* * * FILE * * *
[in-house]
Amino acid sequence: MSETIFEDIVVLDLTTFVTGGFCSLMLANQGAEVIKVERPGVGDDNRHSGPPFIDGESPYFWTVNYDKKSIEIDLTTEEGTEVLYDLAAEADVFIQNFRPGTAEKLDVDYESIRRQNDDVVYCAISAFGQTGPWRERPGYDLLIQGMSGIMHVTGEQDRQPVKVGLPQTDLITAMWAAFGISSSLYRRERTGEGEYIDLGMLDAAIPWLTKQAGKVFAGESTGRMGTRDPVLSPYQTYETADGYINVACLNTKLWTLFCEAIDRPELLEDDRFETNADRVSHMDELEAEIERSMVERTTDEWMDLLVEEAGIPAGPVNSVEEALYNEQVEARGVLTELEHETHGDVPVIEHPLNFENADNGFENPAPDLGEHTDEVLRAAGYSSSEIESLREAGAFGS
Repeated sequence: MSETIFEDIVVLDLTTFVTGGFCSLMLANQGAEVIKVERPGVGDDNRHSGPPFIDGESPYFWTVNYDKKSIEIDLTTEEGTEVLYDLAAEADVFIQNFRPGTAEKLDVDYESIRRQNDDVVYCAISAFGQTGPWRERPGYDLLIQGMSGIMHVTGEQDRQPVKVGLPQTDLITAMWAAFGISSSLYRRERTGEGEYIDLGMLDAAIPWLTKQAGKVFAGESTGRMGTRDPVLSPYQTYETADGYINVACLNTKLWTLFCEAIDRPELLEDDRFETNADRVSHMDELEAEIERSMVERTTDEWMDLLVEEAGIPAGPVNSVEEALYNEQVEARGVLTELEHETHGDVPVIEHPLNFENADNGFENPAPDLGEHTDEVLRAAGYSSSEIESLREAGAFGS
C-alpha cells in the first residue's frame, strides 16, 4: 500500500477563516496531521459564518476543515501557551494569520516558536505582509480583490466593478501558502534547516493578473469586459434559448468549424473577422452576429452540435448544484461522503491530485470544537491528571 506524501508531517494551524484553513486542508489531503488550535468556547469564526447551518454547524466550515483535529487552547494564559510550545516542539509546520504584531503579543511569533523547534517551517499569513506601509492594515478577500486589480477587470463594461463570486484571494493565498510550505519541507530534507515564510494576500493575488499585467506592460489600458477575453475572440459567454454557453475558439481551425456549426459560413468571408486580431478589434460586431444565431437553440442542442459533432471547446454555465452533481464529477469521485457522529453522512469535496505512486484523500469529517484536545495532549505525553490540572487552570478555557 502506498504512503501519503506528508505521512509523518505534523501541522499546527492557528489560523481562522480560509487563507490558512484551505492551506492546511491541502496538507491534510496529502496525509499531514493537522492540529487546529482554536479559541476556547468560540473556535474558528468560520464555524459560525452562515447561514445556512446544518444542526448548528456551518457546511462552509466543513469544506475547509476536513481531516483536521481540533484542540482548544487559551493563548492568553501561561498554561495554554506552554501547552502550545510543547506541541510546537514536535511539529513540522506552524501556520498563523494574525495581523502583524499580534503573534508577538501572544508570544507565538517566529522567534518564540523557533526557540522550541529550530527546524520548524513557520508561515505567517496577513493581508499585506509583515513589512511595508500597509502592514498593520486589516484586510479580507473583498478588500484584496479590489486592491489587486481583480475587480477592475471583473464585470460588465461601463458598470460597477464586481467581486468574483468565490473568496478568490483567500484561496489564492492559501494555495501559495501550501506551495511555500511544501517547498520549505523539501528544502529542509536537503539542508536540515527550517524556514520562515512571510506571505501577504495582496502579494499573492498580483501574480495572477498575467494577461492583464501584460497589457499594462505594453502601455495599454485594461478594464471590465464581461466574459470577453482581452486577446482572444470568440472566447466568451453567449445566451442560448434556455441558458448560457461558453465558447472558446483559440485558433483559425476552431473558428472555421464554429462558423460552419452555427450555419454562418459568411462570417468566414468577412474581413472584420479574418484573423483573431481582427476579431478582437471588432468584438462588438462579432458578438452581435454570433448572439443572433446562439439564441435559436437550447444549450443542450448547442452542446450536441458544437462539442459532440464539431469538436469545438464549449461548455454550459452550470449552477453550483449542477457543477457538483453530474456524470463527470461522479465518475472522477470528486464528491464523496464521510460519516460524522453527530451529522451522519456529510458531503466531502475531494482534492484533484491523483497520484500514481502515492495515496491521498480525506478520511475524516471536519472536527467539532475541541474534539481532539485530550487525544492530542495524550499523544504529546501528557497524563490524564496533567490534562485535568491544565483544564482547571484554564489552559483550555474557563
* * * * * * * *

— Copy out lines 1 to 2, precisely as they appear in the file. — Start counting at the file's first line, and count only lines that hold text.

[in-house]
Amino acid sequence: MSETIFEDIVVLDLTTFVTGGFCSLMLANQGAEVIKVERPGVGDDNRHSGPPFIDGESPYFWTVNYDKKSIEIDLTTEEGTEVLYDLAAEADVFIQNFRPGTAEKLDVDYESIRRQNDDVVYCAISAFGQTGPWRERPGYDLLIQGMSGIMHVTGEQDRQPVKVGLPQTDLITAMWAAFGISSSLYRRERTGEGEYIDLGMLDAAIPWLTKQAGKVFAGESTGRMGTRDPVLSPYQTYETADGYINVACLNTKLWTLFCEAIDRPELLEDDRFETNADRVSHMDELEAEIERSMVERTTDEWMDLLVEEAGIPAGPVNSVEEALYNEQVEARGVLTELEHETHGDVPVIEHPLNFENADNGFENPAPDLGEHTDEVLRAAGYSSSEIESLREAGAFGS